Ask a fashion designer about his or her inspiration and it’s not unusual to hear a nature-related answer: tulips, dahlias, the ocean, the North Shore.
Less common? Mushrooms.
“For some reason, last year, it seemed like there were more mushrooms,” said Joy Teiken of Joynoelle. “I noticed them as I hiked near my cabin in Otter Tail County, and they sparked my curiosity.”
Teiken’s new collection, which debuts Tuesday as part of Fashion Week Minnesota, was built around the look, texture and macabre beauty of mushrooms. “Fungi live because other things die,” the bridal and ready-to-wear designer said. “It’s beauty from decay.”
Mushrooms (no, not that kind) are apolitical, but as Teiken learned more about how mushrooms thrive on decomposition, and how some can be highly toxic, she saw analogues in present-day politics.
“This [collection] is a commentary on today’s political world, where things are toxic and dying,” she said. After the election, “I felt like my values were being challenged and I needed to find some kind of hope.”
That hope turned up in the unexpected twists, turns, caps, scales and spores of mushrooms, which served as a reminder that beautiful things are sometimes born from poisonous circumstances.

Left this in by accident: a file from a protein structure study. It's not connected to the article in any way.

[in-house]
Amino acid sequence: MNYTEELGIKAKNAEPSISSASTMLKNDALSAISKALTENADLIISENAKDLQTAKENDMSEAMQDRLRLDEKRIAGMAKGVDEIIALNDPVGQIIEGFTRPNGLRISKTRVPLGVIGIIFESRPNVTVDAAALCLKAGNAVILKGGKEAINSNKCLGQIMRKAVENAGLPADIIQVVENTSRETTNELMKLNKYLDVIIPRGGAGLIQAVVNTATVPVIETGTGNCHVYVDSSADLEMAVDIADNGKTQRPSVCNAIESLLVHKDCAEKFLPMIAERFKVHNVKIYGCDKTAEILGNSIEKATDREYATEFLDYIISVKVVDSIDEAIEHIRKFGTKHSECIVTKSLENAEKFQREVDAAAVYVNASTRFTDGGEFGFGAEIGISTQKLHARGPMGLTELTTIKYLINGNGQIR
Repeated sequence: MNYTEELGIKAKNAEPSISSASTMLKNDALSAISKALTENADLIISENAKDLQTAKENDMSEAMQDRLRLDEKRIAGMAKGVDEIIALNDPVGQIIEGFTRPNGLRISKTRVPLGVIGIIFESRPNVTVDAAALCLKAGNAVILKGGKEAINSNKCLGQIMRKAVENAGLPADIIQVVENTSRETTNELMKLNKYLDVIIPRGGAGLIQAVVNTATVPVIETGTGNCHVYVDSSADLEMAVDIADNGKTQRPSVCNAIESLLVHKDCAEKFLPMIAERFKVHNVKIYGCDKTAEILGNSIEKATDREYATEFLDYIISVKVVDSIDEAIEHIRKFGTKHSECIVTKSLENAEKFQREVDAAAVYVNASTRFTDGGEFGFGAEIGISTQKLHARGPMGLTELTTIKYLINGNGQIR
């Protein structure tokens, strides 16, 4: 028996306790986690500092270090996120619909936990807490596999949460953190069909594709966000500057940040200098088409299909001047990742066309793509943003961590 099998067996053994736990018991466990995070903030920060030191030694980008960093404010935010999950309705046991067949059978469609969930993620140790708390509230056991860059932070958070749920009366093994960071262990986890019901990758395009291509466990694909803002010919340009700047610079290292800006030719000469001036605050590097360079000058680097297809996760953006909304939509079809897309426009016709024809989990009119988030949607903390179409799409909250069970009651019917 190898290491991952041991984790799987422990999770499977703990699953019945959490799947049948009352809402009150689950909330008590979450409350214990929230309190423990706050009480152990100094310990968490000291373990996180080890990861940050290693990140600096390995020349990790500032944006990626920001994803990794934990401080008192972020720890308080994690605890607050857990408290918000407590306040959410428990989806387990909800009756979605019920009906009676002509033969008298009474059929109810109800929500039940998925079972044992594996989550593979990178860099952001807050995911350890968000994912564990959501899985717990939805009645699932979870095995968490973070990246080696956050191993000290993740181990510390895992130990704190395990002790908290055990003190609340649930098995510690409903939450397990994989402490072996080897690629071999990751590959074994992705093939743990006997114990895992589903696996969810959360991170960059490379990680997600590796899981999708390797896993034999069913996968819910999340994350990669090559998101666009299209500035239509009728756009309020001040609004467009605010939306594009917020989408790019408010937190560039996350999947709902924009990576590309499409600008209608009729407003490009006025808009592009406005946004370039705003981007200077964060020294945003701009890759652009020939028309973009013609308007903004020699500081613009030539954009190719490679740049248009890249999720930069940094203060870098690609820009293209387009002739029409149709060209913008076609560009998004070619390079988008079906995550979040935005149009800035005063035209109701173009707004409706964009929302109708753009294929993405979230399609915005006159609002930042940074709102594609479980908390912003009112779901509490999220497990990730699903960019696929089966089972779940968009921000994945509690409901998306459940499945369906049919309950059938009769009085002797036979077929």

While the extraterrestrial shape of mycelia might not be everyone’s aesthetic cup of tea, the natural world pretty much always gets color right.
“I feel like when it comes to color palette, Mother Nature doesn’t get it wrong,” Teiken said. “You don’t notice things in nature and go, ‘That seems off.’ ”
Tuesday’s show at Aria in downtown Minneapolis will feature a guest presentation from award-winning mycologist and University of Minnesota Prof. Peter Kennedy. The 7 p.m. runway presentation will be followed by cocktails and music, and the models will mingle with the post-show crowd. Teiken spent so much time shredding and dyeing fabric for her high-concept designs that she wants guests to be able to see them up close.
The show is sponsored by Kill Kancer, an organization that uses art to communicate about cancer, and Teiken will donate all proceeds to the group in honor of her mother.
“When I was 21, my mother died of breast cancer at the age of 49,” Teiken said. “As both a daughter and a designer, her death was very formative. I’m honored to be able to use the talents my mother gave me to support Kill Kancer.”
Laine Bergeson is a Minneapolis-based health and style writer.